Herlene Benjamin, a professional in the oil and gas industry and an aspiring female leader, discusses combatting prejudices and creating space as a strong female leader.
Executive MBA participant Surbhi Gupta takes us through her career journey and shares her advice for young women to ‘Break the Bias’ as part of this year’s International Women’s Day celebrations.
Firstly, can you tell us a bit about yourself?
I am an experienced Medical Devices Executive, with a track record of successfully leading multi-functional teams to develop prototype device towards clinic ready products. With over 15 years’ experience in commercialising early stage healthcare opportunities, I’ve also gained practical experience in creating spin-outs, developing business plans and strategies for young companies, attracting investment for new ventures, and putting teams together.
Whilst currently undergoing an Executive MBA (London) at Warwick Business School, I also head the commercial team at Precision Robotics Ltd. leading on Clinical Affairs, Quality, Regulatory, Business Development and IP.
What made you choose you career?
I was interested in science from a very young age and thus wanted to pursue a career in the subject. Biochemistry was an upcoming field in the early 90’s so I decided to do a Masters, and later a PhD, in the subject back home in India. I then wanted to move away from basic fundamental research and see my work applied in a practical environment. I made a transition into Intellectual Property and Commercialisation of Early-Stage Research. I have now been an expert on medical devices development for last several years.
It is quite satisfying to see my projects have a direct impact on people’s lives. I can’t say that I always knew that this is what I wanted my career to look like. I have made choices and grabbed opportunities at the right time to shape my career path.
Who would you say inspired you the most?
My mom inspired me the most. She had a very modest upbringing in a small town in India, growing up in a very tough environment without many opportunities, but she made the best of what she was given. She was always very positive and inspired me to be my best. She was an artist and an entrepreneur. I learnt from her how to be resilient and to never lose hope.
How has WBS supported you in your career?
WBS has been a fantastic help so far. I have attended some career workshops which gave some useful and practical tips. Recently for a job interview I requested 1:1 support, which was promptly organised by the Careers Team. They helped me with mock interviews and more, which was critical for my success in the real interview.
Have you ever faced prejudice in the workplace? How so? How did you handle the situation?
Yes, unfortunately I have had to face prejudice both for being a female and for being brown! In meetings full of white male leaders, it’s sometimes easy for the group to disregard views from a female leader. Most of the time, the signs are very subtle. Over the years I have learned to read these subtle prejudices and taught myself not to let it impact me.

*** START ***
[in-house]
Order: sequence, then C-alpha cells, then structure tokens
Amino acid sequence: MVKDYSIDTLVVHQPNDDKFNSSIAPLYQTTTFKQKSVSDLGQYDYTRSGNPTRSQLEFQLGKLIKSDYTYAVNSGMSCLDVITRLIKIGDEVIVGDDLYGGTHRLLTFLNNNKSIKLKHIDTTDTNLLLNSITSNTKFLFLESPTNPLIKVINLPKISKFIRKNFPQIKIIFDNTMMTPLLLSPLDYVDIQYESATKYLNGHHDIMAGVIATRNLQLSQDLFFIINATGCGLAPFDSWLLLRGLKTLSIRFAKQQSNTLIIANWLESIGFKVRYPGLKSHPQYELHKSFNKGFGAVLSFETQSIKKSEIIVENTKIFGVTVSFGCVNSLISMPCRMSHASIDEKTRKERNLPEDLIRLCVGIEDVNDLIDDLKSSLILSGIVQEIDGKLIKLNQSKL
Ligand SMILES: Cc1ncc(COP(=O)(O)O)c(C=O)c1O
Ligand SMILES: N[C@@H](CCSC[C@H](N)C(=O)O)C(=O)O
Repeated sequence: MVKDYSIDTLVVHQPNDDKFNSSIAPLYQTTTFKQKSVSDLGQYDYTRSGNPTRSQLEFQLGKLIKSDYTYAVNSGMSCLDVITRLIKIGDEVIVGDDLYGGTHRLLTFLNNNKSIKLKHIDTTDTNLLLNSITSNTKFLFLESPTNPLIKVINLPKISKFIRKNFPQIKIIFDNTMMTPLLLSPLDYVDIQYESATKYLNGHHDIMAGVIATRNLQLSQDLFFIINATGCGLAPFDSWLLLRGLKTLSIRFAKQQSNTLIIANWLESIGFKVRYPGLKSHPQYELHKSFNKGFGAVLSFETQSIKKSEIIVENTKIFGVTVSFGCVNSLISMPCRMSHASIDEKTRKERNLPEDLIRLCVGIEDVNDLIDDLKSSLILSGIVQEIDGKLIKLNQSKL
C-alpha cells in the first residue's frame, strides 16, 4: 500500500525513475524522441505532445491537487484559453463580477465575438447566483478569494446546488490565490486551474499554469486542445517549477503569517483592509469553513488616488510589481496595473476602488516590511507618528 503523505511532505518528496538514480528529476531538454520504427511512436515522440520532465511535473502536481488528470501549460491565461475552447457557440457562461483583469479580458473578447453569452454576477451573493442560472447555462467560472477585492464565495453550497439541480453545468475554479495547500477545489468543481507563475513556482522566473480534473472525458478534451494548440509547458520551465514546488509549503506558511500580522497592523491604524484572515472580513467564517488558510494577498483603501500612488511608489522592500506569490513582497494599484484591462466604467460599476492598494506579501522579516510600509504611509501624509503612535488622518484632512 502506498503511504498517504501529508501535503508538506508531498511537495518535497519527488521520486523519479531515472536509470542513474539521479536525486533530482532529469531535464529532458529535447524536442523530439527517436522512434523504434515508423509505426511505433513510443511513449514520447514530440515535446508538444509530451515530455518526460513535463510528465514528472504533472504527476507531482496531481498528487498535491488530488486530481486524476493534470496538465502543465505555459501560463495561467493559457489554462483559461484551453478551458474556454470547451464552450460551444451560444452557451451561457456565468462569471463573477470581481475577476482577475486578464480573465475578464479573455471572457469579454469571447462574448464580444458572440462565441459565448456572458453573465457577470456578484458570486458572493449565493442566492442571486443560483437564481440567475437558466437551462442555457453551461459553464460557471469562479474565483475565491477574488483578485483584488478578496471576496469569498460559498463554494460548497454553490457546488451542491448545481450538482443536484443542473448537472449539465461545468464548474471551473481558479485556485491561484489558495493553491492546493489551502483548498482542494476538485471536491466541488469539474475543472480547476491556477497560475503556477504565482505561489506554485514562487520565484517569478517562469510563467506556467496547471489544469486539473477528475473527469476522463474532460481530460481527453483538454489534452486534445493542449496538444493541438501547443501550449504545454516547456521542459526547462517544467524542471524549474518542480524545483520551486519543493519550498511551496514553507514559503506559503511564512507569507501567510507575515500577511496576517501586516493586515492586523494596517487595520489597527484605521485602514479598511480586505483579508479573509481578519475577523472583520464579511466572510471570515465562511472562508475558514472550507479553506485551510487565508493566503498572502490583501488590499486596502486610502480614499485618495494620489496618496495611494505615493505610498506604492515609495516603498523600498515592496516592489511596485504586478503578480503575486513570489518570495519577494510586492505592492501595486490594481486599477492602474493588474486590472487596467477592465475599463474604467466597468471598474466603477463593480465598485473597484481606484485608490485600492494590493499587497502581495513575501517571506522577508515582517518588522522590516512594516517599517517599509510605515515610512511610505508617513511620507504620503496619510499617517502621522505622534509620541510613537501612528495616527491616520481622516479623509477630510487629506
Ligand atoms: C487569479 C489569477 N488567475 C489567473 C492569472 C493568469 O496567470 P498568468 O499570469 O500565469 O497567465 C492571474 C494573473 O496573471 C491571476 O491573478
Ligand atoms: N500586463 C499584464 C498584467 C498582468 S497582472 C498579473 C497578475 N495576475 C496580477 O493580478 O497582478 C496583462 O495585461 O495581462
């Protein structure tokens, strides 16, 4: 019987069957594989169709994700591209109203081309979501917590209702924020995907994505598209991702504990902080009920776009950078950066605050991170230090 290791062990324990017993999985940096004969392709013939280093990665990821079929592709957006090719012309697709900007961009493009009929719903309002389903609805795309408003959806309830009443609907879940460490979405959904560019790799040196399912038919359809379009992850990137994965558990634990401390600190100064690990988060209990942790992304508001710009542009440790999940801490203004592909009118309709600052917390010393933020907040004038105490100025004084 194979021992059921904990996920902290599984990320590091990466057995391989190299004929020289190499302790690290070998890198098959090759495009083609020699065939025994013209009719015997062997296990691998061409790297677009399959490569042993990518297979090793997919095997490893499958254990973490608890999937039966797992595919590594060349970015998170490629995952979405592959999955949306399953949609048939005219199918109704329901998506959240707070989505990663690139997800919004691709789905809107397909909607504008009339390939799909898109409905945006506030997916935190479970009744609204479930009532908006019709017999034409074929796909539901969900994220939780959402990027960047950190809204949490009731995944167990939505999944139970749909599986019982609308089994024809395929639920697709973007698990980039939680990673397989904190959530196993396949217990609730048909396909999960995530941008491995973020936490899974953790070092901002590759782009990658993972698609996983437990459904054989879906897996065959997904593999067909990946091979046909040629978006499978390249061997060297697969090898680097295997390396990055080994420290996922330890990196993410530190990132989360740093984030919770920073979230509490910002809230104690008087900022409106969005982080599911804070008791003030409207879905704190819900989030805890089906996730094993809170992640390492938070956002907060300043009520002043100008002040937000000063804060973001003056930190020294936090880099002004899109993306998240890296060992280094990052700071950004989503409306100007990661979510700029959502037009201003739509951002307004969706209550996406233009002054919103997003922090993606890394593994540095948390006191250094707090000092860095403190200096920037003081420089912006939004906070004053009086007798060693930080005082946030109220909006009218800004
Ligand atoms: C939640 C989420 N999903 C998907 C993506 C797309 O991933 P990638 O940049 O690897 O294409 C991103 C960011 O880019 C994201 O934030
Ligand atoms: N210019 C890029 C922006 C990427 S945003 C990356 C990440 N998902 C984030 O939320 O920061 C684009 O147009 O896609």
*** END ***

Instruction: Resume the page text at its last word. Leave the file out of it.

The best way to handle such instances is to be confident in yourself. It’s easier said than done, because at times such prejudices can bring your confidence down. I have always reminded myself in these situations that I have to work extra hard to be in this leadership position compared to some of my male colleagues. So therefore, I am definitely smarter than them!
What is the biggest challenge you’ve faced in your career so far?
The medical device industry is dominated by engineers, which are mostly men. I have faced bias for not being male nor an engineer. Gaining respect from co-leaders and the team I lead is crucial for my success. My biggest challenge was to have been accepted by this community in the first place. I was always confident that, with time, my co-workers will appreciate the value I bring to the table. Most of the time this turns out to be true, but there have been instances when my talent and skills have not been able to overcome these biases. In such scenarios I have chosen to leave those organisations.
What is unique about the path you chose to pursue?
My career path has been really unique. I moved from being a Bench Scientist to an Intellectual Property Expert, to a Medical Device Regulatory Expert, which is unheard of in my sector. I wouldn’t say that I pursued this path strategically. I think I was just open to challenges and grabbed opportunities when they arose. I have been very lucky in having some great mentors on the way who trusted me to do unusual challenging things. Luck plays a big part in your success. Being at the right place at the right time is hugely important.
What inspirational message can you give to young women reading this?
I would say don’t be afraid to be yourself. I know this sounds cliché but it’s true. Sometime we try to imitate our male colleagues by thinking this is how leaders must behave. But more and more with experience I have realised that being genuine, and being feminine, is my biggest strength. There is no need to mellow this down. You can be a great leader whilst preserving your soft feminine side.
Find out more about our Executive MBA (London) programme here.
Find out about other Inspiring Women at WBS.